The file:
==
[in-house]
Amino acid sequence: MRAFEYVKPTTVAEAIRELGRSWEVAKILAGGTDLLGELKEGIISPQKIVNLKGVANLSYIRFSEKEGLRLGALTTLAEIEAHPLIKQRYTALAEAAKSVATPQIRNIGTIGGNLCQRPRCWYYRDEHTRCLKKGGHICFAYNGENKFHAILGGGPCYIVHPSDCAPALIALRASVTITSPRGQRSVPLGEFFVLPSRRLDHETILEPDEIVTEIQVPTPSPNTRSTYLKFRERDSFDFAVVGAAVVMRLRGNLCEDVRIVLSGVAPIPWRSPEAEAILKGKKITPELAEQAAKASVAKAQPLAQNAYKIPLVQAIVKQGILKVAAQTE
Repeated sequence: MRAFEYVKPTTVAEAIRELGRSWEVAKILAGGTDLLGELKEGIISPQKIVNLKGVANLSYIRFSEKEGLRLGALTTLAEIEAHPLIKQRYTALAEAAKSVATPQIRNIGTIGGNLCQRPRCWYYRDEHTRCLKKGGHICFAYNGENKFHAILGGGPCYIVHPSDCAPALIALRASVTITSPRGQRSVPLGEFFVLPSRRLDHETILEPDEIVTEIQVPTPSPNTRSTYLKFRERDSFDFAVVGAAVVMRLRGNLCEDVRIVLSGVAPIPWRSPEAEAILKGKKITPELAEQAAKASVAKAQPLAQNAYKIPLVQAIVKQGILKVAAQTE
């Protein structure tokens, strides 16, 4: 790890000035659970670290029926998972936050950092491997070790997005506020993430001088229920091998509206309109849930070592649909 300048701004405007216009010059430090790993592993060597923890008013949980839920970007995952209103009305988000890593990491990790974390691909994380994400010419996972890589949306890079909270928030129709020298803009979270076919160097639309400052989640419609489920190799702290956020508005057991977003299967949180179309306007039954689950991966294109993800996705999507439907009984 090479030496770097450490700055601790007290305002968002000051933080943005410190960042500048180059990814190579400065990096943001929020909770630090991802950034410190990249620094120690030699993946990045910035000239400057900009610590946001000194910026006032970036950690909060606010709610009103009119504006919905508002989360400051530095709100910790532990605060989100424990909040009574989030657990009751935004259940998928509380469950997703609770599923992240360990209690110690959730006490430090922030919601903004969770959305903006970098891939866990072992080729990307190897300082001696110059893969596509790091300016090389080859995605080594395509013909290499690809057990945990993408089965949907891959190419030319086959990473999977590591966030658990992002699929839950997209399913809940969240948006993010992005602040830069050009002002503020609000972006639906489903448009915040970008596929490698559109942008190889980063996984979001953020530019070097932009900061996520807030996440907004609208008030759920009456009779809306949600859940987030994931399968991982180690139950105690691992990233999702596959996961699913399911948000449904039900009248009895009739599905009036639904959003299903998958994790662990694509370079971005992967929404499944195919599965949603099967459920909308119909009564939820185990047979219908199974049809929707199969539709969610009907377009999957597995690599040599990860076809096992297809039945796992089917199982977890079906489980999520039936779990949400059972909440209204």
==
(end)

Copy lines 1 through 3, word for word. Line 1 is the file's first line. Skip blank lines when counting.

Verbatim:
[in-house]
Amino acid sequence: MRAFEYVKPTTVAEAIRELGRSWEVAKILAGGTDLLGELKEGIISPQKIVNLKGVANLSYIRFSEKEGLRLGALTTLAEIEAHPLIKQRYTALAEAAKSVATPQIRNIGTIGGNLCQRPRCWYYRDEHTRCLKKGGHICFAYNGENKFHAILGGGPCYIVHPSDCAPALIALRASVTITSPRGQRSVPLGEFFVLPSRRLDHETILEPDEIVTEIQVPTPSPNTRSTYLKFRERDSFDFAVVGAAVVMRLRGNLCEDVRIVLSGVAPIPWRSPEAEAILKGKKITPELAEQAAKASVAKAQPLAQNAYKIPLVQAIVKQGILKVAAQTE
Repeated sequence: MRAFEYVKPTTVAEAIRELGRSWEVAKILAGGTDLLGELKEGIISPQKIVNLKGVANLSYIRFSEKEGLRLGALTTLAEIEAHPLIKQRYTALAEAAKSVATPQIRNIGTIGGNLCQRPRCWYYRDEHTRCLKKGGHICFAYNGENKFHAILGGGPCYIVHPSDCAPALIALRASVTITSPRGQRSVPLGEFFVLPSRRLDHETILEPDEIVTEIQVPTPSPNTRSTYLKFRERDSFDFAVVGAAVVMRLRGNLCEDVRIVLSGVAPIPWRSPEAEAILKGKKITPELAEQAAKASVAKAQPLAQNAYKIPLVQAIVKQGILKVAAQTE